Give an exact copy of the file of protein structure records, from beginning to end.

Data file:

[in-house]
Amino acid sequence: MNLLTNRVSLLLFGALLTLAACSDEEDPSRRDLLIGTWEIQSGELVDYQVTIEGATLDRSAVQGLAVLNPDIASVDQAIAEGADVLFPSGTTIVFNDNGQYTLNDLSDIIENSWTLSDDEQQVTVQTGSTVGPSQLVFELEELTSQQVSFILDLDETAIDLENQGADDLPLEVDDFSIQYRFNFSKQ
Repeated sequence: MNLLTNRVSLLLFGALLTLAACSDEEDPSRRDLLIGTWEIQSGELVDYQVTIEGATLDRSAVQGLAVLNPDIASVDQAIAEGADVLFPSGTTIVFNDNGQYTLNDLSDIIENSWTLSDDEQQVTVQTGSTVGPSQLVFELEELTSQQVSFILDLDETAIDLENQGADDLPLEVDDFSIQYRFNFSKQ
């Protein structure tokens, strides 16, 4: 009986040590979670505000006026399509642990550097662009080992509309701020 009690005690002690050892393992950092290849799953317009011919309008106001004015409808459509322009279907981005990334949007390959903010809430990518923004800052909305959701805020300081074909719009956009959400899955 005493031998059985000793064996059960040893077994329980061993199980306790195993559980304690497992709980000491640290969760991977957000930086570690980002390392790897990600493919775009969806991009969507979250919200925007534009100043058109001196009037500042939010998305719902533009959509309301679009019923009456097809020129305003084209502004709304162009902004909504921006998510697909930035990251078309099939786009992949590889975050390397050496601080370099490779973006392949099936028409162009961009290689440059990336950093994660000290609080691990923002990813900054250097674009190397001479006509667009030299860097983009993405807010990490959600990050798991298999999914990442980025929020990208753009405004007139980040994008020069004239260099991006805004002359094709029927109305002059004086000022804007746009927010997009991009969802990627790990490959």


[in-house]
Amino acid sequence: MNLLTNRVSLLLFGALLTLAACSDEEDPSRRDLLIGTWEIQSGELVDYQVTIEGATLDRSAVQGLAVLNPDIASVDQAIAEGADVLFPSGTTIVFNDNGQYTLNDLSDIIENSWTLSDDEQQVTVQTGSTVGPSQLVFELEELTSQQVSFILDLDETAIDLENQGADDLPLEVDDFSIQYRFNFSKQ
Repeated sequence: MNLLTNRVSLLLFGALLTLAACSDEEDPSRRDLLIGTWEIQSGELVDYQVTIEGATLDRSAVQGLAVLNPDIASVDQAIAEGADVLFPSGTTIVFNDNGQYTLNDLSDIIENSWTLSDDEQQVTVQTGSTVGPSQLVFELEELTSQQVSFILDLDETAIDLENQGADDLPLEVDDFSIQYRFNFSKQ
């Protein structure tokens, strides 16, 4: 009986040590979670505000006026399509642990550097662009080992509309701020 009690005690002690050892393992950092290849799953317009011919309008106001004015409808459509322009279907981005990334949007390959903010809430990518923004800052909305959701805020300081074909719009956009959400899955 005493031998059985000793064996059960040893077994329980061993199980306790195993559980304690497992709980000491640290969760991977957000930086570690980002390392790897990600493919775009969806991009969507979250919200925007534009100043058109001196009037500042939010998305719902533009959509309301679009019923009456097809020129305003084209502004709304162009902004909504921006998510697909930035990251078309099939786009992949590889975050390397050496601080370099490779973006392949099936028409162009961009290689440059990336950093994660000290609080691990923002990813900054250097674009190397001479006509667009030299860097983009993405807010990490959600990050798991298999999914990442980025929020990208753009405004007139980040994008020069004239260099991006805004002359094709029927109305002059004086000022804007746009927010997009991009969802990627790990490959």